Friday, February 26, 2010

Sixth Circuit Rejects Victims' Plea to Reject Corporate Plea Agreement

The Sentencing Law and Policy Blog has an interesting post regarding a recent 6th Circuit opinion that denied the victims' request that a corporate plea agreement be rejected. Below is a portion of the decision.

This petition for a writ of mandamus and a related appeal arise from the proceedings in United States v. Arctic Glacier Int’l Inc., No. 1:09-cr-00149 (S.D. Ohio). In that case, Arctic Glacier International was charged in a criminal information with violating 15 U.S.C. § 1 by participating in “a conspiracy to suppress and eliminate competition by allocating packaged-ice customers in southeastern Michigan and the Detroit, Michigan metropolitan area.” The petitioners describe themselves as “nine consumers and one business that paid too much for packaged ice as a result of Arctic Glacier’s offense” based on purchases both within and outside of the geographic area of the offense. Their civil action for damages is pending in the Eastern District of Michigan. In re Packaged Ice Antitrust Litig., No. 08-md- 1952 (E.D. Mich.). In these criminal proceedings, the petitioners claim to be victims of the crime under the Crime Victims’ Rights Act, 18 U.S.C. § 3771....

Whether these petitioners as indirect purchasers were “directly and proximately harmed” by the actions of Arctic Glacier is an issue that is largely beside the point, because we conclude that the district court afforded them the status of crime victims. That is, the petitioners were allowed a full opportunity for participation. That included their appearance through counsel at the arraignment, at the plea hearing, and at sentencing. The district court delayed a decision on whether to accept the guilty plea to allow counsel for the petitioners an opportunity to confer with government counsel. Counsel for the petitioners admitted at the sentencing hearing that upon their entry into the case, the district court had afforded them every opportunity for participation. Notwithstanding that active participation, the petitioners assert a right to an earlier notice prior to filing of the charges and direct involvement with the government’s negotiation of a plea agreement. The petitioners’ right to such notice is uncertain, and based on the record in this case, we do not find this to be grounds for relief in mandamus.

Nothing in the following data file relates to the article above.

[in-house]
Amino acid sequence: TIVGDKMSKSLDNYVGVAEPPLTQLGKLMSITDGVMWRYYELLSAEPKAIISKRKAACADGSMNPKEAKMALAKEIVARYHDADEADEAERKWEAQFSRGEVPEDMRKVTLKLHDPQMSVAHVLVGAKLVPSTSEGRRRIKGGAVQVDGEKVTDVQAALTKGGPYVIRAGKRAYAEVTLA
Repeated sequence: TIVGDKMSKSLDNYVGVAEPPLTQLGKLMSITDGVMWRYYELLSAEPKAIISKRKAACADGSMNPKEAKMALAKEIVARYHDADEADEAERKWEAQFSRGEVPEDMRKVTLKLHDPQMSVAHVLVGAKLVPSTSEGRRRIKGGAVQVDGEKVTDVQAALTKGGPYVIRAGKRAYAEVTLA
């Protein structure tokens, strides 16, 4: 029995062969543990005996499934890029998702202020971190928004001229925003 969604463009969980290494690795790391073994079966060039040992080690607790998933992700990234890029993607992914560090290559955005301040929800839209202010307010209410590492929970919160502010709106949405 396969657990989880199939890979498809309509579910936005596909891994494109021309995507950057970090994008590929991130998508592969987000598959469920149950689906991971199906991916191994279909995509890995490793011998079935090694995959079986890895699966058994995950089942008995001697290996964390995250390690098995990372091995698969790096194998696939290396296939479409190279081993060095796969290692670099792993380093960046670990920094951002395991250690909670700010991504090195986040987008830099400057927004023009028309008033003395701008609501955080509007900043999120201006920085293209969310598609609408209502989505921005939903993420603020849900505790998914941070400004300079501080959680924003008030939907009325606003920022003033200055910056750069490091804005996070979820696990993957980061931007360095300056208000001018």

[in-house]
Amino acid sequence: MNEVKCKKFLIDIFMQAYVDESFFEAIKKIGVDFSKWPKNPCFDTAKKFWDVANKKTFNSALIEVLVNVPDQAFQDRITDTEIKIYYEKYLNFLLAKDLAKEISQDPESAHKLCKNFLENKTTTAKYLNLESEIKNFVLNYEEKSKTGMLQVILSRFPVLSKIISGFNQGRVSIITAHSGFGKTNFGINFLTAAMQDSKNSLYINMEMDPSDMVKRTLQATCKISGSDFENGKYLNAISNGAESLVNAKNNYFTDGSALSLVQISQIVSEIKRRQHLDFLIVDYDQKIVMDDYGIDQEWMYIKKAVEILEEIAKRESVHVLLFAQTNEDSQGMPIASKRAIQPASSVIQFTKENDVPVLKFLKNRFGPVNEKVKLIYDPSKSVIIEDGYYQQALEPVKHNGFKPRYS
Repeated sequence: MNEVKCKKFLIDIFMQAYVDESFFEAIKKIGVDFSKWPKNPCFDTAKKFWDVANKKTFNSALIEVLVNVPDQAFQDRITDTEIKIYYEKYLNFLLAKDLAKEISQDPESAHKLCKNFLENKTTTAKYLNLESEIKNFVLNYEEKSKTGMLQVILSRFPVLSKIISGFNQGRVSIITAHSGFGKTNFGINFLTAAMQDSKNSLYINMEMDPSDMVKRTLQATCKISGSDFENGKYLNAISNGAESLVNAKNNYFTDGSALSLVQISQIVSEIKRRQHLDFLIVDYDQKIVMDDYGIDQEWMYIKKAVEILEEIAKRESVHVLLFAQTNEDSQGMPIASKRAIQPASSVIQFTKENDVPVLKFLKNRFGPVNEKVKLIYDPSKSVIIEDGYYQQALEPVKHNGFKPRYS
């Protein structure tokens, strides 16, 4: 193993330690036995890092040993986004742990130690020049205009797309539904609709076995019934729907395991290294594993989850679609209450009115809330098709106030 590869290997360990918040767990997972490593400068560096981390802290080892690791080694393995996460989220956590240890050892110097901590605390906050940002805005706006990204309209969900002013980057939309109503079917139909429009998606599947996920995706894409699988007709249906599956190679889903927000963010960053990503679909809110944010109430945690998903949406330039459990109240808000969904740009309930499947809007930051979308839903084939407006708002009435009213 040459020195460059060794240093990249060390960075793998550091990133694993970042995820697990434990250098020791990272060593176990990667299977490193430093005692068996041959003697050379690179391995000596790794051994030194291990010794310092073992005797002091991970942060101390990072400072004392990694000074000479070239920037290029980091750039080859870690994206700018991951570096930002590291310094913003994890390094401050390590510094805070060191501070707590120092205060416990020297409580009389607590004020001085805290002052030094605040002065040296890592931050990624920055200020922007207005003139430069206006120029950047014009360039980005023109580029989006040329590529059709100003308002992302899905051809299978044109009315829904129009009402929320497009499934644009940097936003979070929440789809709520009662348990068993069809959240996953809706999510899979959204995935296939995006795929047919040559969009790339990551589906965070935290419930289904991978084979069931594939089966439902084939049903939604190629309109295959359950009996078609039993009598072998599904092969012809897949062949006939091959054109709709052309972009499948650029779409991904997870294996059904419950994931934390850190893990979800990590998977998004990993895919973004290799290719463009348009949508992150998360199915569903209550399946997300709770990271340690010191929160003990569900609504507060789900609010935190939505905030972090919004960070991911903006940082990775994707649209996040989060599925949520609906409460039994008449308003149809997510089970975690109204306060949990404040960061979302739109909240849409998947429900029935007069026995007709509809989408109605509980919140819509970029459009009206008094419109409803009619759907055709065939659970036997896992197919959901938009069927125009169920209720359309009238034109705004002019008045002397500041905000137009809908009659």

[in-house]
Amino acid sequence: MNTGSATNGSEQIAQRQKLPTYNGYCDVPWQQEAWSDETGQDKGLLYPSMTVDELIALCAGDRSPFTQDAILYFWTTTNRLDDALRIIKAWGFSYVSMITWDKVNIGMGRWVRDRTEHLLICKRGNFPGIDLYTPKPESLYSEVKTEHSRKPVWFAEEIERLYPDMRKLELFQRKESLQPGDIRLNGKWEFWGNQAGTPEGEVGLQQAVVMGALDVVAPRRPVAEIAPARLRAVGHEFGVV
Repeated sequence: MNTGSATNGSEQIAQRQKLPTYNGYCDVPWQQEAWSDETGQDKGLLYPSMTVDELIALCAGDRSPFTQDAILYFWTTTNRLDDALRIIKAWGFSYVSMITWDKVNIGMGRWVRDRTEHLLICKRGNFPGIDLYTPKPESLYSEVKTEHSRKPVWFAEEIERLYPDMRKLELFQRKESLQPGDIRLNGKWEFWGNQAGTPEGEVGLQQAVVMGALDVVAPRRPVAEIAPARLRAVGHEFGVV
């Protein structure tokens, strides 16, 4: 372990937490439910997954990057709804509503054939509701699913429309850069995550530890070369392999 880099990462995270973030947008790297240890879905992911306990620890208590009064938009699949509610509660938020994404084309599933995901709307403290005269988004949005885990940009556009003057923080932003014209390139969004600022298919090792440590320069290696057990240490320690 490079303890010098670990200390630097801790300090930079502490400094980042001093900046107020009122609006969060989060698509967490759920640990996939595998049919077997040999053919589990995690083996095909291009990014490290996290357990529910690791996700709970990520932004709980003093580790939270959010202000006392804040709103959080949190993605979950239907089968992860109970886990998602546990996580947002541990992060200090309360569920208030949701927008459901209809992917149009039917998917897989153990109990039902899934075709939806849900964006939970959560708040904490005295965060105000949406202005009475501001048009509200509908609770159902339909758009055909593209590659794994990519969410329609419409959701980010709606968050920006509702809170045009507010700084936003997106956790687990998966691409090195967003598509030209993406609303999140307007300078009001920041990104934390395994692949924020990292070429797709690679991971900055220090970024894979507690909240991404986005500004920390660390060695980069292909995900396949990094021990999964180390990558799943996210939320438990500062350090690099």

The petitioners disagree with the district court’s final decision, made after hearing from them on multiple occasions, to accept the plea agreement and impose sentence pursuant to that agreement. They object that the plea agreement makes no provision for restitution in deference to the pending civil causes of action. They seek through this petition to vacate the plea agreement, to direct the district court to reopen the proceedings, and to participate as a party to the renegotiation of a plea agreement that will include provisions for restitution in their favor. Although the Act reaffirms the right of crime victims “to full and timely restitution as provided in law,” it does not compel such a result in this case. Upon review, we cannot conclude that the district court abused its discretion in accepting the agreement. The record reflects a consideration of all appropriate factors. The district court reasonably concluded that the difficulty of determining the losses claimed would so prolong and complicate the proceedings that any need for restitution would be outweighed by the burden on the sentencing process.

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